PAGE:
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The Iowa Board of Regents unanimously approved tuition increases Wednesday for students at Iowa’s three state universities, citing the need to maintain quality, affordable and accessible education despite stagnant state funding.
Starting this fall, Iowa resident undergraduate students at the University of Iowa and Iowa State University will pay 3.5 percent more in tuition and resident and non-resident undergrads at the University of Northern Iowa will pay 1.5 percent more, according the final vote on tuition increases.
“Our regent universities have found many ways to be efficient and have exceptionally low administrative costs compared to their peers,” Board President Mike Richards said Wednesday at the meeting in Cedar Falls. “Nevertheless, even with cost cutting and flat appropriations for the past two years our costs continue to rise. We still need financial resources to provide a quality education to our students.”
Iowa’s state universities held tuition and fees flat during the COVID-19 pandemic, despite a five-year plan that called for increasing tuition if lawmakers did not fulfill regent appropriation requests. For 2021-2022, the Iowa Legislature froze state funding for the general university appropriations, setting the stage for the tuition increase.
This year’s rate increases for resident undergraduates amount to:
- $283 for UI students, bringing their base tuition to $8,356
- $282 for ISU students, bringing the base rate to $8,324
- $115 for UNI students, bringing the base to $7,780.
The campuses also aim to increase rates for non-resident and graduate students and for those in more expensive programs.
The UI will implement a 3.5 percent increase for resident graduate students; ISU will have a 4 percent increase for that group; and UNI will increase tuition for in-state grad students by 1.5 percent. UNI did not propose an increase in mandatory student fees, but both the UI and ISU did.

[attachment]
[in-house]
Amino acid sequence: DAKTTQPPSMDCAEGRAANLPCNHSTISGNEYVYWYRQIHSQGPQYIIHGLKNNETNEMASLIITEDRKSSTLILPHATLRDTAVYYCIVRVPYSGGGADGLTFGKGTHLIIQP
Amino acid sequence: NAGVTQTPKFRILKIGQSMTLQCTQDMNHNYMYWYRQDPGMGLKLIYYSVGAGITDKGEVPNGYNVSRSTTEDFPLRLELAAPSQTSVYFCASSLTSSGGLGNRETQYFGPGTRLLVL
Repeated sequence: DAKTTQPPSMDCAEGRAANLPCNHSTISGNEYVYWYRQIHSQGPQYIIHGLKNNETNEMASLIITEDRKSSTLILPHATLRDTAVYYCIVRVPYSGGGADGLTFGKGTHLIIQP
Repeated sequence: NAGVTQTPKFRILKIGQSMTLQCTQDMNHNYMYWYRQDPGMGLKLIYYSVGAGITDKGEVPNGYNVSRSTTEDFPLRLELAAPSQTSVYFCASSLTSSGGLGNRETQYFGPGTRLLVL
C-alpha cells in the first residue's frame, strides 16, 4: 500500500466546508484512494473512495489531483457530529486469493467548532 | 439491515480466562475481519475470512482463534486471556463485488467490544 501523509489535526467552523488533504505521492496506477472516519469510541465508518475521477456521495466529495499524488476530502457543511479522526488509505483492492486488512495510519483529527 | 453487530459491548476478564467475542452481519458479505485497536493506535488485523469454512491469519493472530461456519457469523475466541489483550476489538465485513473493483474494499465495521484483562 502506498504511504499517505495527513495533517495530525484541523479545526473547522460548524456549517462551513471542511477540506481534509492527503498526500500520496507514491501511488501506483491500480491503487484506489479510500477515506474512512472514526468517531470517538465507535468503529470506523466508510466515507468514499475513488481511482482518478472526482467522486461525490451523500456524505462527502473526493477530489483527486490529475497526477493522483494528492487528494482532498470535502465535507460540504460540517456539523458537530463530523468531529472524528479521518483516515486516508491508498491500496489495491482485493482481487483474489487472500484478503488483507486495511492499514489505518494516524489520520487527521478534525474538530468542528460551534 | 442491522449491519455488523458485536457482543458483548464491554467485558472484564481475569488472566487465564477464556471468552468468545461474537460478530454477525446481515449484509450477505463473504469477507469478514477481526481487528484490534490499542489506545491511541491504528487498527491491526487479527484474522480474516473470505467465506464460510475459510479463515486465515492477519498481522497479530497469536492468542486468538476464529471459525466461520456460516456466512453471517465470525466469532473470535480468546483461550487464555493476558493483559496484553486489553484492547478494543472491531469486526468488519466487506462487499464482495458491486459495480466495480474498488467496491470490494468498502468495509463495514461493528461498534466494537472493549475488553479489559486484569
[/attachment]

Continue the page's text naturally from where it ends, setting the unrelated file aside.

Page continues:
Including tuition and fees, room and board, and other expenses, the estimated annual cost of attendance for resident undergraduates is projected to increase:
- $1,079.50, or 4.4 percent, to $25,534 at the UI
- $213, or 1 percent, to $22,192.90 at ISU
- $115, or .5 percent, to $21,409 at UNI.
The regents also unanimously approved the fiscal 2022 budgets of all three state universities and the regents’ special schools, which combined total $6.38 billion.
New UI President Barbara Wilson said the UI’s $4.4 billion budget for next year includes nearly $738 million in the general education fund, a 1.4 increase over fiscal 2021, but $8 million less than fiscal 2020.
“Even with the tuition increase you all just approved, we’re still going to be challenged to cover inflationary costs across all that we do,” Wilson said.
Wilson told the board for each $1 the UI spends on academics, the university spends just 11 cents on administrative costs, which is 32 percent less than the peer average reported by the American Council of Trustees and Alumni.
Regent David Barker asked Wilson, who has been on the job since July 15, whether it’s her sense the university is running well even with low administrative costs.
“The one area I worry about is our support for research,” Wilson said. “We may have gone a little lean on that side. We can’t attract and retain those great faculty without funding dollars, and many of those big grants require a lot of team science to make them work.”
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